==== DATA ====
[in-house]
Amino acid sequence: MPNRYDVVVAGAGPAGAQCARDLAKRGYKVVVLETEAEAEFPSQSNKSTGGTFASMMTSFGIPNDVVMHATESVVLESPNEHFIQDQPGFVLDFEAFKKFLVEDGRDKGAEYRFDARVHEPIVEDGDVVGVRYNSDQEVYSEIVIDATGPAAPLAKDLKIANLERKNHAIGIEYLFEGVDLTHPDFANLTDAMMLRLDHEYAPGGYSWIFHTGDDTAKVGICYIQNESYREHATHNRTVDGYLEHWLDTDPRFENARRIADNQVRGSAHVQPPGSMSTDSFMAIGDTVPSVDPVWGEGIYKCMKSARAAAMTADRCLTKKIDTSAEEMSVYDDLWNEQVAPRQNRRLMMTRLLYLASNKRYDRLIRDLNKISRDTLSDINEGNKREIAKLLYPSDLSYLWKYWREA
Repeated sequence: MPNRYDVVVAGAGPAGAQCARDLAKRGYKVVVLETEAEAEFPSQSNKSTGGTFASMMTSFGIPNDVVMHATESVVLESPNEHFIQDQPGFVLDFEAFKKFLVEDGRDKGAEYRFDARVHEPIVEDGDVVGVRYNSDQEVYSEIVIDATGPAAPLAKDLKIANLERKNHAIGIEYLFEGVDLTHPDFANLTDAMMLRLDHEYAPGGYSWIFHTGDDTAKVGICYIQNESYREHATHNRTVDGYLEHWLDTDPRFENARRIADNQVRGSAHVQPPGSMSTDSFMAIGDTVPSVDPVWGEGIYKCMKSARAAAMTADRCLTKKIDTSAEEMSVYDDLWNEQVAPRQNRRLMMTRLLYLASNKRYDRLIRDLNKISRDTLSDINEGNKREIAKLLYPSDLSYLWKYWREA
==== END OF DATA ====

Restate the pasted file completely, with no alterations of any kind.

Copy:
[in-house]
Amino acid sequence: MPNRYDVVVAGAGPAGAQCARDLAKRGYKVVVLETEAEAEFPSQSNKSTGGTFASMMTSFGIPNDVVMHATESVVLESPNEHFIQDQPGFVLDFEAFKKFLVEDGRDKGAEYRFDARVHEPIVEDGDVVGVRYNSDQEVYSEIVIDATGPAAPLAKDLKIANLERKNHAIGIEYLFEGVDLTHPDFANLTDAMMLRLDHEYAPGGYSWIFHTGDDTAKVGICYIQNESYREHATHNRTVDGYLEHWLDTDPRFENARRIADNQVRGSAHVQPPGSMSTDSFMAIGDTVPSVDPVWGEGIYKCMKSARAAAMTADRCLTKKIDTSAEEMSVYDDLWNEQVAPRQNRRLMMTRLLYLASNKRYDRLIRDLNKISRDTLSDINEGNKREIAKLLYPSDLSYLWKYWREA
Repeated sequence: MPNRYDVVVAGAGPAGAQCARDLAKRGYKVVVLETEAEAEFPSQSNKSTGGTFASMMTSFGIPNDVVMHATESVVLESPNEHFIQDQPGFVLDFEAFKKFLVEDGRDKGAEYRFDARVHEPIVEDGDVVGVRYNSDQEVYSEIVIDATGPAAPLAKDLKIANLERKNHAIGIEYLFEGVDLTHPDFANLTDAMMLRLDHEYAPGGYSWIFHTGDDTAKVGICYIQNESYREHATHNRTVDGYLEHWLDTDPRFENARRIADNQVRGSAHVQPPGSMSTDSFMAIGDTVPSVDPVWGEGIYKCMKSARAAAMTADRCLTKKIDTSAEEMSVYDDLWNEQVAPRQNRRLMMTRLLYLASNKRYDRLIRDLNKISRDTLSDINEGNKREIAKLLYPSDLSYLWKYWREA